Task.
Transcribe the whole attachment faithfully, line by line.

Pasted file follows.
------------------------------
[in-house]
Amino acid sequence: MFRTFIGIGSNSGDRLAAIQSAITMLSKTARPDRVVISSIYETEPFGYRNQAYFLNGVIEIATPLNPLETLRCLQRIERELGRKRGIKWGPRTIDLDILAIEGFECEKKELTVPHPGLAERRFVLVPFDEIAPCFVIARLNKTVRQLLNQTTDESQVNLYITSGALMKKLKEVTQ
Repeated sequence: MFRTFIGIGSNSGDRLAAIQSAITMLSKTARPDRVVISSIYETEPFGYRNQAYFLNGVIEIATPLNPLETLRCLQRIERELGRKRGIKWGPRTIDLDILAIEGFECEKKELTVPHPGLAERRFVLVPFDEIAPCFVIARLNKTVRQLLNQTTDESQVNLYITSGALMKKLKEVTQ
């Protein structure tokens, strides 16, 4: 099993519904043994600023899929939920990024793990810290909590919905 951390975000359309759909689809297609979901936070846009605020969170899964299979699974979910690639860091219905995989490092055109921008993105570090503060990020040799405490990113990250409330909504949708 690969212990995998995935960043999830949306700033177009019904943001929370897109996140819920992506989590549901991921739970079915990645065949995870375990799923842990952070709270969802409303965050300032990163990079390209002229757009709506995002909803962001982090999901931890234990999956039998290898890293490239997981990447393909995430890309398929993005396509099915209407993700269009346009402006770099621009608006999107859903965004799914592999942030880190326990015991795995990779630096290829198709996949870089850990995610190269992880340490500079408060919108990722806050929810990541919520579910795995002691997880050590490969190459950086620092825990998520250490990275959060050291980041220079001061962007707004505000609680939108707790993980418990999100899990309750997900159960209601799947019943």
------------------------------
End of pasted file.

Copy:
[in-house]
Amino acid sequence: MFRTFIGIGSNSGDRLAAIQSAITMLSKTARPDRVVISSIYETEPFGYRNQAYFLNGVIEIATPLNPLETLRCLQRIERELGRKRGIKWGPRTIDLDILAIEGFECEKKELTVPHPGLAERRFVLVPFDEIAPCFVIARLNKTVRQLLNQTTDESQVNLYITSGALMKKLKEVTQ
Repeated sequence: MFRTFIGIGSNSGDRLAAIQSAITMLSKTARPDRVVISSIYETEPFGYRNQAYFLNGVIEIATPLNPLETLRCLQRIERELGRKRGIKWGPRTIDLDILAIEGFECEKKELTVPHPGLAERRFVLVPFDEIAPCFVIARLNKTVRQLLNQTTDESQVNLYITSGALMKKLKEVTQ
């Protein structure tokens, strides 16, 4: 099993519904043994600023899929939920990024793990810290909590919905 951390975000359309759909689809297609979901936070846009605020969170899964299979699974979910690639860091219905995989490092055109921008993105570090503060990020040799405490990113990250409330909504949708 690969212990995998995935960043999830949306700033177009019904943001929370897109996140819920992506989590549901991921739970079915990645065949995870375990799923842990952070709270969802409303965050300032990163990079390209002229757009709506995002909803962001982090999901931890234990999956039998290898890293490239997981990447393909995430890309398929993005396509099915209407993700269009346009402006770099621009608006999107859903965004799914592999942030880190326990015991795995990779630096290829198709996949870089850990995610190269992880340490500079408060919108990722806050929810990541919520579910795995002691997880050590490969190459950086620092825990998520250490990275959060050291980041220079001061962007707004505000609680939108707790993980418990999100899990309750997900159960209601799947019943």